One of the most interesting characteristics of his work is that the form is almost always unconventional: poems can appear as Scrabble clues, tree images, tweets, Excel spreadsheets and even Venn diagrams.  If you are interested in searching more about the author, Brian has four books published: “You took the last bus home” (2017), “Refugees” (2019), “Diary of a somebody” and “Alexa, what is there to know about love?” (2021). 

 

We invite you to keep checking our Facebook/Instagram page and website for more videos about socially engaged literature. Next week we will share with you another poem!


"They Took Your Home From You Now They Call You Refugee" by Nikita Gill / Socially engaged literature: "The Poem of the Week" by Beatriz Ribeiro da Silva

«The Poem of the Week» είναι μία πρωτοβουλία που έχει ως στόχο να μοιραστεί μαζί σας ποιήματα που σχετίζονται με θέματα όπως το Μεταναστευτικό και το Προσφυγικό.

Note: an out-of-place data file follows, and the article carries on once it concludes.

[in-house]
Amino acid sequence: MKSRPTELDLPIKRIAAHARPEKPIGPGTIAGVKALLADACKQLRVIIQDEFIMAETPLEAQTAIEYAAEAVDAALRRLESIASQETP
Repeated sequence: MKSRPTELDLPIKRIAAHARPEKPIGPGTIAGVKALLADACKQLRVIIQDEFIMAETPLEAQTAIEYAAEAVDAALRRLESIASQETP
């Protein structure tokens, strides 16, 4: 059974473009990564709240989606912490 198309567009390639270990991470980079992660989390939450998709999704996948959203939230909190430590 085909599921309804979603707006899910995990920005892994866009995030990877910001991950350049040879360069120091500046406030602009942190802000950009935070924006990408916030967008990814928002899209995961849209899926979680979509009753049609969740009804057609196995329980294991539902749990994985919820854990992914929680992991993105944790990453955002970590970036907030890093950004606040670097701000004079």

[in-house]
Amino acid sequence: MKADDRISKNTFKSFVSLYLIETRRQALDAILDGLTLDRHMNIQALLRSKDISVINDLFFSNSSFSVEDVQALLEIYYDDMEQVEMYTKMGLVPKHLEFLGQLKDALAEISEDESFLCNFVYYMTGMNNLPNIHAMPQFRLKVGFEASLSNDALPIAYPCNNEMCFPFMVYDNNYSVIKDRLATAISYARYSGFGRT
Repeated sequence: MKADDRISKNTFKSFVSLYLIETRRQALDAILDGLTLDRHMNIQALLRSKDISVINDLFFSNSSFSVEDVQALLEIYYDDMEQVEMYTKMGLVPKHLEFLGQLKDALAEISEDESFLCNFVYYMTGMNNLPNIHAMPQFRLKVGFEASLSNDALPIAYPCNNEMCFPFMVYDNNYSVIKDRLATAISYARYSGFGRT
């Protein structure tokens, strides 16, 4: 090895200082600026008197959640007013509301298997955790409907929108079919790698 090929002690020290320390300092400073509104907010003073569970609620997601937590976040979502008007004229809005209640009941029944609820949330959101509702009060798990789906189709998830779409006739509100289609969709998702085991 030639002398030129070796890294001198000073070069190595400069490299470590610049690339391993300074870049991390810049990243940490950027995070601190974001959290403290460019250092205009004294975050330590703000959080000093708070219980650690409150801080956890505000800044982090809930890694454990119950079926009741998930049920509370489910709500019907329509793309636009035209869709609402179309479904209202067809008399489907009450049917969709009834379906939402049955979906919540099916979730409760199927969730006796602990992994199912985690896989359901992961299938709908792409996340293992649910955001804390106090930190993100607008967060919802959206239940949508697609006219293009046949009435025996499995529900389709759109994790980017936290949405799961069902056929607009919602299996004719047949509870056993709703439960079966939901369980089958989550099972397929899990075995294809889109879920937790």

Αυτή την εβδομάδα σας παρουσιάζουμε το ποίημα «They Took Your Home From You Now They Call You Refugee» από τη Βρετανίδα – Ινδή ποιήτρια και συγγραφέα Nikita Gill. Η Gill είναι μία από τις πιο επιτυχημένες «Instapoets» των ημερών μας έχοντας δημοσιεύσει πάνω από 360 δημοσιεύσεις. (Instapoetry είναι ένα στυλ ποίησης που προέκυψε ως αποτέλεσμα των μέσων κοινωνικής δικτύωσης).

 

Πιστεύουμε ότι το ποίημα της Gill είναι συναρπαστικό και συναισθηματικό. Περιγράφει πώς η έννοια του «σπιτιού» αλλάζει αναπόφευκτα για κάποιον που είναι τώρα πρόσφυγας. Το πιο σημαντικό, τονίζει την ιδέα ότι το να γίνεις πρόσφυγας δεν είναι επιλογή. Κανείς δεν θέλει να εγκαταλείψει το σπίτι του και να μετακομίσει σε άλλη χώρα, εκτός εάν προσπαθεί να σώσει τη ζωή του.

 

«They Took Your Home From You Now They Call You Refugee», by Nikita Gill

 

Home is a language 

you grew in your mouth

that now no longer exists anywhere

but inside your heart and head

 

Home is where

you had to teach your children

how to run from men who are dressed 

in war and blood

 

Home is now a legend

a story of where you grew up,

happy and safe before

they set your entire world aflame.

 

Home is where you ran to the sea

because the place you once belonged to,

now no longer remembers your name.

 

Home was your refuge.

Now, after cruelly taking it from you,

they call you a refugee.